This column, On the Mind, is a series about the latest in cognitive science and neuroscience-related research that applies to our everyday lives. This biweekly series is for those interested in cutting-edge findings about the practical side of habits, memories, multitasking and the human-brain interface. What are the recent studies, and what is the context? See what science says and how you can apply it to your life.
For about a decade, scientists have wondered whether “digital natives,” or those who grew up using technology, operate differently from generations before. They’re considered “native speakers” of the language of electronic media and often multitask with technology, favor interactivity during learning and naturally adapt to change in the digital landscape. The older crew — called “digital immigrants” — weren’t raised in a digital environment and may be less adept when using technology. The differences can create a rift between the two groups, but does the divide really exist? Some researchers and bloggers have questioned the terms in recent years.
The term first spread by education consultant Marc Prensky in 2001, when he argued that the digital gap has profound implications for education and could mean schools aren’t serving today’s students. In the years following that, other researchers applied the idea to decision-making, shopping and seeking health information online, too. These generalizations also expanded to the “millennial” and “Google generation” labels, designating a generational divide between technology users.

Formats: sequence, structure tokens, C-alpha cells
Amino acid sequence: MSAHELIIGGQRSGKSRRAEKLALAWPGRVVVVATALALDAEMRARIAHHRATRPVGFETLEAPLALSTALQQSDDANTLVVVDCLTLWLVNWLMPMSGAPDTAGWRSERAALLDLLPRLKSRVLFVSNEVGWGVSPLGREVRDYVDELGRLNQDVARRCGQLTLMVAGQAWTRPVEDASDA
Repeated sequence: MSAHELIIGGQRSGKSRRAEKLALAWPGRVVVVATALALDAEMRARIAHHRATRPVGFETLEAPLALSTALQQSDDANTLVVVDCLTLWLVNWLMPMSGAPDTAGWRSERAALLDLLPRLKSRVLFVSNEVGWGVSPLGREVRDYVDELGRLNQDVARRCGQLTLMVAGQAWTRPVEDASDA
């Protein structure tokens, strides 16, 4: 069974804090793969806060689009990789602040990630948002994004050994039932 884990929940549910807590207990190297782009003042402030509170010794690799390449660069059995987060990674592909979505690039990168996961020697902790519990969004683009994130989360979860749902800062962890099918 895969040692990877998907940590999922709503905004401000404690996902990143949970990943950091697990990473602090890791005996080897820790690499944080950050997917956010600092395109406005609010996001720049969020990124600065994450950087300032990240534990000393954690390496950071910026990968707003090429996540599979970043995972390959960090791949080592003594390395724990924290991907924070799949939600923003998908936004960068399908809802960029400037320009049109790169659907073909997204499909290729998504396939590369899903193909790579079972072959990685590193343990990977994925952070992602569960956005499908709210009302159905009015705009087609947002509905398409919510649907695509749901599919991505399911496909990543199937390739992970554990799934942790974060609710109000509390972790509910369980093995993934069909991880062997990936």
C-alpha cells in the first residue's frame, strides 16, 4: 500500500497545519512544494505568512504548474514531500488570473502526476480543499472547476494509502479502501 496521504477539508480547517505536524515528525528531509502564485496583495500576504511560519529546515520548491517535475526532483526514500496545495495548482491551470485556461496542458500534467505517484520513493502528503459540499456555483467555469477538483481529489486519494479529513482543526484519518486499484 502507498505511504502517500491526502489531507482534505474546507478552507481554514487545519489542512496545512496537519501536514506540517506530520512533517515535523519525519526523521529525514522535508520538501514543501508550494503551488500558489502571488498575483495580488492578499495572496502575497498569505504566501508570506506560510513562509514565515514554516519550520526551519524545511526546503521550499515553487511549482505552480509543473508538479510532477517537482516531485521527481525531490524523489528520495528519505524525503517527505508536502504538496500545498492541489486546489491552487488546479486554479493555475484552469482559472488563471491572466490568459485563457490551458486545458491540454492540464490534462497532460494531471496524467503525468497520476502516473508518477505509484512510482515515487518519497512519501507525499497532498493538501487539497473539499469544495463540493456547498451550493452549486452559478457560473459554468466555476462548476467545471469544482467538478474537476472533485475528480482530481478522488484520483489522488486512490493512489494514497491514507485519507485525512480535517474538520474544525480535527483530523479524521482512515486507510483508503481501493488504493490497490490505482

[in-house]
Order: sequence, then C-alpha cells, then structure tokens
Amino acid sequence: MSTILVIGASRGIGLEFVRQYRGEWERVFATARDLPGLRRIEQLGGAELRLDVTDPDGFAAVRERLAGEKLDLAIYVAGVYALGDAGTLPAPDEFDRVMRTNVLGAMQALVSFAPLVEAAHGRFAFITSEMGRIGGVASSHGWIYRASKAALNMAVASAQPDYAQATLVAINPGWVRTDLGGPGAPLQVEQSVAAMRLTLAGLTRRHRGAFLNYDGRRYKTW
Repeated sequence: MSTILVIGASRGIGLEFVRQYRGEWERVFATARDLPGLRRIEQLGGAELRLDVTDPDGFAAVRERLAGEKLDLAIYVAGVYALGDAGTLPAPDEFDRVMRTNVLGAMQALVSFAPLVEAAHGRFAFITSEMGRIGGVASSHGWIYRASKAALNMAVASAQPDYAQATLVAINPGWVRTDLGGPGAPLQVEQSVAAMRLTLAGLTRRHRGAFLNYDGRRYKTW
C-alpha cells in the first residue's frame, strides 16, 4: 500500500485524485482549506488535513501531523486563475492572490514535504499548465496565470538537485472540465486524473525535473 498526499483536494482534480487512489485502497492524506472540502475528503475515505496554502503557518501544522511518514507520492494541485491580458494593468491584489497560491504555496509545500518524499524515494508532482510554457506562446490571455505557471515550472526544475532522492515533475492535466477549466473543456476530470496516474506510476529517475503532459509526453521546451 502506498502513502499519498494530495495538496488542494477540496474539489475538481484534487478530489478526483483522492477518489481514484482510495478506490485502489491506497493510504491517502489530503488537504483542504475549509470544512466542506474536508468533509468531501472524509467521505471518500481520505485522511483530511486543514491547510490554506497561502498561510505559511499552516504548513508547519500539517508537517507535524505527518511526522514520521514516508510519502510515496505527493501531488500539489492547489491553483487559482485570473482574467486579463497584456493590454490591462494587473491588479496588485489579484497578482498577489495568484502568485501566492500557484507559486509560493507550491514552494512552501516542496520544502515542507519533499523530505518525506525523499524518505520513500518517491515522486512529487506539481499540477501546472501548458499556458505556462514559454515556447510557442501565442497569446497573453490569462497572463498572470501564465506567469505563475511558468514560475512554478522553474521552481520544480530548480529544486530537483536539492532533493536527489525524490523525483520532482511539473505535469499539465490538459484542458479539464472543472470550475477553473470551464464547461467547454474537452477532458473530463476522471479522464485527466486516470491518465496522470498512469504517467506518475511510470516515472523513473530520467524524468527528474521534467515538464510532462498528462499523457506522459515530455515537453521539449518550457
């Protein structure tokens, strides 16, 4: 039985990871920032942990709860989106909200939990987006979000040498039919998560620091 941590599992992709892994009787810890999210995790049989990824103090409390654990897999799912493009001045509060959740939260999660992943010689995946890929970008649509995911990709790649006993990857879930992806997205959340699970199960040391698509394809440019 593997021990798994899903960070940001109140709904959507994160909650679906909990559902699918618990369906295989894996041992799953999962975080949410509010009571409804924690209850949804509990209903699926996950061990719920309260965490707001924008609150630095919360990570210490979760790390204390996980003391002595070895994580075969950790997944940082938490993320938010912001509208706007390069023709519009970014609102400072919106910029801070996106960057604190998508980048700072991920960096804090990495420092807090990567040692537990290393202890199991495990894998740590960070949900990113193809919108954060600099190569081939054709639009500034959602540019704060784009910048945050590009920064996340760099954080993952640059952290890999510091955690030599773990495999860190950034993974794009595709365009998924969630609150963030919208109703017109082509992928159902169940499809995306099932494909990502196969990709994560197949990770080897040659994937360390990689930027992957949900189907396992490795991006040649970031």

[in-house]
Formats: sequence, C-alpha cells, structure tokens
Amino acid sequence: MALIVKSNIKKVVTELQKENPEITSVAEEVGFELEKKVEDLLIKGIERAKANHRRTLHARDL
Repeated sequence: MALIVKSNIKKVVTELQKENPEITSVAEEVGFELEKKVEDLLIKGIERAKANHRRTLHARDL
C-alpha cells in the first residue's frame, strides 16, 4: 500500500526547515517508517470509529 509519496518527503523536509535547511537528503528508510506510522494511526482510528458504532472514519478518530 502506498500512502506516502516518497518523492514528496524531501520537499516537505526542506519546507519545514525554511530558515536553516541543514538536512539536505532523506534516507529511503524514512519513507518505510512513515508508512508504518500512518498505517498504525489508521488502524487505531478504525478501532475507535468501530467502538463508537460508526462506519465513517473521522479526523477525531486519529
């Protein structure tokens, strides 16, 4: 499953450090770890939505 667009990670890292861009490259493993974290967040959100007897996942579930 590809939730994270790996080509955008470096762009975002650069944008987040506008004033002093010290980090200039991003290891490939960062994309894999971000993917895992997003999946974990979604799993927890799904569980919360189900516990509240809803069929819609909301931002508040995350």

Since 2011, other researchers began looking at “digital nativeness” based on what digital activities were being done and who was doing them, putting less focus on the age. Experience and education are just as important, if not more so, they said. And in the most recent years, of course, new studies are rejecting the idea of digital nativity altogether.
Overall, the Internet has reshaped the way we think and search for information, brain scientists say. But how does it rule the way we use that technology?
1. The terms “digital native” and “millennial” aren’t synonyms.
It’s tempting to lump them into one group, but scientists are now making a distinction. Millennials were born during the 1980s to 2000s and are around 17-37 now. Those who were born since 2000 are considered Generation Z, and those kids and teens are digital natives, too. At the same time, not all Millennial or Gen Z kids are necessarily digital natives. Those who grew up in poverty or restricted households may have had limited access to technology.